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SMSL SH-9 THX Headphone Amplifier Review


Staff Member
CFO (Chief Fun Officer)
Feb 13, 2016
Seattle Area
This is a review and detailed measurements of the SMSL SH-9 THX headphone amplifier. Product was just released and will be available shortly. The sample I have was kindly sent to me by SHENZHENAUDIO and costs US $290.

The market for high performance headphone amplifiers has become quite crowded but SH-9 sets itself apart with a gorgeous digital display and volume control:

SMSL SH-9 Review THX headphone amplifier.jpg

A 256-step attenuator using resistor ladder implements volume control which should result in perfect channel matching (see measurement later). Typical of these systems, the volume control changes a bit slow compared to analog counterparts. The chatter of relays controlling which resistors are being used is rather quiet which is a relief.

The back side shows that there is only input and no pass through/pre-amp mode:
SMSL SH-9 Review THX headphone amplifier Balanced XLR Input.jpg

As you will see in the measurements, the 4 pin XLR output is NOT balanced in the sense that it doesn't provide higher output level compared to 1/4 headphone jack. There is balanced input as you see which is important to keep possibility of ground loops low. As long as there is enough output, it does not matter whether there is or is not a balanced (properly called differential) output.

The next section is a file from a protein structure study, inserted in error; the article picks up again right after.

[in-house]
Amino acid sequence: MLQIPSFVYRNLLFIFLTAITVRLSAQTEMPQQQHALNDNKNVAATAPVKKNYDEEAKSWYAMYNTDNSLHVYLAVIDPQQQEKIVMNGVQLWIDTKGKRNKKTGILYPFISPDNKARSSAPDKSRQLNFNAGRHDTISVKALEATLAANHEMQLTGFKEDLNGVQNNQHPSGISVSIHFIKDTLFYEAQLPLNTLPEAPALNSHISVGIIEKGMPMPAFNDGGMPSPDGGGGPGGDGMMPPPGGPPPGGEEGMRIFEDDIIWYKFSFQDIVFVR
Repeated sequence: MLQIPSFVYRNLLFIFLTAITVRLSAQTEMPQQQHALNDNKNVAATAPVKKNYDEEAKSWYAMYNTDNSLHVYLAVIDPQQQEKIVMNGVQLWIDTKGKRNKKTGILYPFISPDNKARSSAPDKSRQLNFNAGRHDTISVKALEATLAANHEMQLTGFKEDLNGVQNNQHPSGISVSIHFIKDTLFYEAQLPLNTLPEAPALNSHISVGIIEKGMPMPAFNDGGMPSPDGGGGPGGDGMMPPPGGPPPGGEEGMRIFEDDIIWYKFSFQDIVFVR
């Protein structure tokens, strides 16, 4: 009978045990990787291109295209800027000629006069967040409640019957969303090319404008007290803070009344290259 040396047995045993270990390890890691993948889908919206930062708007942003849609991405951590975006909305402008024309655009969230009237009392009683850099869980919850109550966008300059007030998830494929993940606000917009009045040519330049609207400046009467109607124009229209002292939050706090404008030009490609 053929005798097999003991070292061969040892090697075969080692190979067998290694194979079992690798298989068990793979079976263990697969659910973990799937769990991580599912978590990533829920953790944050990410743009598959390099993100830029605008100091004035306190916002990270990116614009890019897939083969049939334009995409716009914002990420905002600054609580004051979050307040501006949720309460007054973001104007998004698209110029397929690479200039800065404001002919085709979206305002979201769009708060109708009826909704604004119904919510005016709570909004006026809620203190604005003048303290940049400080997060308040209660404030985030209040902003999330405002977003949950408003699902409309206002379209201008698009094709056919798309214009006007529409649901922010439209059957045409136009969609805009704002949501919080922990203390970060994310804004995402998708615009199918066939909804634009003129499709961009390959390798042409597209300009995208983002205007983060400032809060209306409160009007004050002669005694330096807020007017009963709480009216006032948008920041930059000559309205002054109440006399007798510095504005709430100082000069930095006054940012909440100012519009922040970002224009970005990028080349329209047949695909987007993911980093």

SMSL SH-9 Measurements
As usual, we measure the unity gain of the unit with feeding it 4 volts and getting 4 volts out. The low gain mode is 0 dB which makes this task easy:

SMSL SH-9 Measurements.png

This is superb performance and provably transparent to the source. Ranking is way up there:

best headphone amp.png

Noise performance is excellent as well:

SMSL SH-9 Measurements SNR.png

50 mv output which forces the output attenuation is good but not state of the art:

most quiet headphone amp.png

Frequency response is dead flat as we like to see:
SMSL SH-9 Measurements Frequency Response.png

Here is our power versus distortion starting at 300 ohm:

SMSL SH-9 Measurements power into 300 ohm.png

My threshold for desktop products here is 100 milliwatts and the SH-9 sails way past that to 226 milliwatts. So it should have no trouble driving high impedance headphones.

Switching to the other extreme at 33 ohm we get similarly excellent performance:

SMSL SH-9 Measurements power into 33 ohm.png

Using the XLR output with balanced load shows that there is no more output to be had:

SMSL SH-9 Measurements power into 50 ohm.png

As you see the drop THX amp in balanced mode can produce much more power. But SH-9 beats it in noise department and by good bit.

Finally, the key differentiation for SH-9: channel balance:

SMSL SH-9 Measurements channel balance.png

SMSL SH-9 Headphone Listening Test
I tested the SH-9 with my killer load: the Ether CX with its 25 ohm impedance and low efficiency. The SH-9 had no trouble whatsoever driving it with authority with no sign of distortion to any loudness level you wanted. Likewise it took the Sennheiser HD-650 headphone's neck and drove it to skull resonating levels with ease.

dfjk jkkk jdkfj kkkkk.... what ...

Oops, sorry about that. A screw had come loose inside my head as a result of the above testing. Tightened that and all is well now.